© Count Down for Fairy Pitta in Huben Village Taiwan ROC

on 26th September 2017

Birding Highlights of Taiwan 2017 Series

“The study of Fairy Pitta (Pitta nympha) is well researched and documented since 2000 by researchers of TESRI (Taiwan Endemic Species Research Institute), under stalwartship of Professor Scott Lin.

“In addition to other prospective areas in Taiwan ROC, best known to only researchers- the presence of these breeding visitors, Linnei-Hushan forest area in central west Taiwan ROC is designated as study and monitoring area for Pitta nympha- the renowned and signatory Fairy bird.

“The forest area is also listed by Birdlife International as an IBA (Important Bird Area) for its qualifying criteria – as breeding grounds for Fairy Pitta – a species considered ‘VULNERABLE’ under IUCN red list category. The species was upgraded from ‘THREATENED’ since 1994.


“The rich habitat of dense, broad-leaved forest, undulating grounds with low hill slopes, near river/streams, edge of forest/ dwellings and bamboo forests are favourable breeding grounds for these creatures (above).

“Known to be ground dwellers, these mysterious birds spend ample time calling from tall trees, especially in the beginning of breeding season, which falls around mid-April to early May.


“Bamboo forests especially Taiwan Giant Bamboo (Dendrocalamus latiflorus) are favourite haunts for Fairy Pitta and Linnei-Hushan forest area boasts no lack of them (above, below).


“To zoom in on Pitta bird population in Huben village, we need to revisit Pitta Café (below)


“Here, a board is raised by researching team to account for Fairy Pittas’ sightings – arrival dates from year 2006-present times (below).


“The latest count for 2017 information provided is 8 birds in Huben village and 41 in surrounding areas (below).

Plate 6 Huben DSCN3323

“Over a ten-year period, a steady decline of birds in Huben village shown. There was a sudden drop in 2011 population count, and after… went into near single digit numbers and never recovered.

“During my visit in late April- early May 2017, I had the opportunity to meet up with some members of the researching team. They were in the midst of their annual, intensive monitoring, population programme of Fairy Pitta. In conversation, it was confirmed to be sadly so especially for Huben village- once known to be flushed with Pitta nympha.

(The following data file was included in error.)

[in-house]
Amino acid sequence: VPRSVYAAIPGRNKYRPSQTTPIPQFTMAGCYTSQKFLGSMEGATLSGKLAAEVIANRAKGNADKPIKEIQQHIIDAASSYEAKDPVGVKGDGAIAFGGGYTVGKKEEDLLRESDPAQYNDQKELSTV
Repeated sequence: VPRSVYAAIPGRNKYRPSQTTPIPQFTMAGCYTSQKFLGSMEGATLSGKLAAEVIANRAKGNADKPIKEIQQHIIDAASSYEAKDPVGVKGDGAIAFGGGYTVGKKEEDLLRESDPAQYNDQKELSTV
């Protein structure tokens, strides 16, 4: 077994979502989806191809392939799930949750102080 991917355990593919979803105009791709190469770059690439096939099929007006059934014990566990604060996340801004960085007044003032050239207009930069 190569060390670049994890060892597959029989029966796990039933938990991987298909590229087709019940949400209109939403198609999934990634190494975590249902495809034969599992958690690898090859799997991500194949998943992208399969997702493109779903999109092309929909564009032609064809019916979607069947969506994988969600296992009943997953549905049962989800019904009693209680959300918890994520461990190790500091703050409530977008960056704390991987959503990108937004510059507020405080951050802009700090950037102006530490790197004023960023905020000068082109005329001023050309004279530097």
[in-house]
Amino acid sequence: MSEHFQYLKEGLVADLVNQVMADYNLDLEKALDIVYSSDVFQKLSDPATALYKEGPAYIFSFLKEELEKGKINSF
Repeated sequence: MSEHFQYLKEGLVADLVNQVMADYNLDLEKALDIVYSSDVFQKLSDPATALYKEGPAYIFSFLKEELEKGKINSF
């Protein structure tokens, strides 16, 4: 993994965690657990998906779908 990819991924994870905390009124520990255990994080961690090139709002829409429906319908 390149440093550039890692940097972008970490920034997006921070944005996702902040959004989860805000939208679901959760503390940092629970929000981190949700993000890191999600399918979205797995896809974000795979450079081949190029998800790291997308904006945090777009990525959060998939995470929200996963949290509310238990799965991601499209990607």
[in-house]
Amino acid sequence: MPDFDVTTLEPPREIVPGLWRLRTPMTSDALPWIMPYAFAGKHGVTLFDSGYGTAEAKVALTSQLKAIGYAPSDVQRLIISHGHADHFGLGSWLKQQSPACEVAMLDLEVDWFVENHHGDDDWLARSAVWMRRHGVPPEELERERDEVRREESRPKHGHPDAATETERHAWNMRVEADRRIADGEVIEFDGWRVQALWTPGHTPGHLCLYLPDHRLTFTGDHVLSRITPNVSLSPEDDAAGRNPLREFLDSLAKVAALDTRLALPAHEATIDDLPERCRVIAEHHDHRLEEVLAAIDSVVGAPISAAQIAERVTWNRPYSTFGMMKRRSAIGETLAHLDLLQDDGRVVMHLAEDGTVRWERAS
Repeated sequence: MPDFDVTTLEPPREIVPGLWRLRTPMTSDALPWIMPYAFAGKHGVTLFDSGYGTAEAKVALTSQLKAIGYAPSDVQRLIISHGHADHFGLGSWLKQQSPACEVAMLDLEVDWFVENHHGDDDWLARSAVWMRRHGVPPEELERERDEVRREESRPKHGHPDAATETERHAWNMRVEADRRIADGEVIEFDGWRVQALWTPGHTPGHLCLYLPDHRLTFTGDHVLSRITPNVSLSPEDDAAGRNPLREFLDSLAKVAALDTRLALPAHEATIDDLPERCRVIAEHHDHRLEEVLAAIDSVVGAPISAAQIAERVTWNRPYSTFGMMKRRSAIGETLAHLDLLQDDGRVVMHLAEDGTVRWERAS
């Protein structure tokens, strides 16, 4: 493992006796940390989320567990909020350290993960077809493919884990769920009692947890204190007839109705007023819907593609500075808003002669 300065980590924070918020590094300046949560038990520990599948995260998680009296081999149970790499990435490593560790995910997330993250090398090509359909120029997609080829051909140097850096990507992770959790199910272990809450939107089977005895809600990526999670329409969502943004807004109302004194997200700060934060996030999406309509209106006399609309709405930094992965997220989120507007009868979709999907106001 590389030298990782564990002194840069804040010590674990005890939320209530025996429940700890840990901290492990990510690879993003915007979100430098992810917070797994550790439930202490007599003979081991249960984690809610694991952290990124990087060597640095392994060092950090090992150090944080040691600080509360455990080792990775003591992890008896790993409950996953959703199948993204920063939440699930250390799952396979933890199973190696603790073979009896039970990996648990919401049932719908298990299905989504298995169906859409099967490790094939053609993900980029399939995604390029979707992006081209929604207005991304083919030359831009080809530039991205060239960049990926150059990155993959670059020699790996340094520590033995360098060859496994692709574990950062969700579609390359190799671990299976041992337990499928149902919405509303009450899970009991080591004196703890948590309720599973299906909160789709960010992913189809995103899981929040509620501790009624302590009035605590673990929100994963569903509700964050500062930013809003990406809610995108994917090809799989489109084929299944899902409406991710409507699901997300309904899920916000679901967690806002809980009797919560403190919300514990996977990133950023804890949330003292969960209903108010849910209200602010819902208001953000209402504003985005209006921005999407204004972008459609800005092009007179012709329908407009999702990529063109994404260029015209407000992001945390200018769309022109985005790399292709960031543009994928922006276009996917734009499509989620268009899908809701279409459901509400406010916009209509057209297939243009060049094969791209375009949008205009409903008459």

“May I also add, in researcher’s conversation, a GPS tracker was successfully inserted to a mist netted bird and awaiting recapture. Perhaps then, would we get to know a bit more and whereabouts the wintering grounds of Fairy Pitta.

“What happened in 2010-2011 that caused that sudden drop and then into decline?

“History records 2010 as the defined year of severe natural disasters ; pertaining to earthquakes, tsunamis, typhoons, volcanic eruption, nuclear meltdown (Fukushima-Honshu) and floods in countries- Indonesia, Myanmar, Philippines, Thailand and Japan.

“All these disastrous events happened during October 2010-March 2011 in unknown or non breeding locations of Pitta nympha. In addition to other wild life and bird species’ loss as a result of these disasters, the presence of potentially unknown wintering grounds of Fairy Pitta in those affected areas mentioned cannot be discounted.

“I am not aware following the nuclear disaster in Fukushima, there had been any papers written that evaluated pre and post bird species’ populations affected by such a terrible disaster. Such catastrophic accident poisons all creature living things, human beings, the environment/habitat within they live and the sea for a very long time.

“Common Kingfisher (Alcedo atthis) that used to be commonly seen during my field outings, have been observed to become uncommon sightings in my hometown, Penang Malaysia, following the nuclear meltdown.

“Steven Sasoon, inventor and father of digital photography in 1975- would he to know that following his invention, digital photography became vogue in later years and revolutionized the way photographs were being taken. Did he know, he invented a ‘two- edged sword’ that could be fatal in wrong hands?

“By early year 2000, craze for wildlife/bird-photography had begun. Amateur photographers were using flash mode, some without understanding and mindful they/some be flashing daylights out of bird hatchings and distracting breeding birds.

“While camera companies fiercely competed in R&D technology excellence, new gizmo models were being competitively marketed and former cashed in to the growing appetite of wildlife/bird photographers.

“Any one knows of a camera company that spells out the humane responsibility and ethical practice of wild life photography that comes with customers’ purchase?

“If tobacco companies are obliged by law to insert health warnings on packaging prior making a cigarette purchase, it would usher well for camera companies to do similar- flash themselves a good repute. ‘Be wildlife conservation friendly too’.

“2010 was also the year where digital photography underwent on overdrive for competitive new/ better models with improved high resolution images. They ranged from digital SLR cameras of variable lens sizes to baking tin sized hoods, point and shoot cameras where budget permit, resurrecting a new generation of shutter bugs crazed over bird photography, aspiring for perfect, imagery bird shots.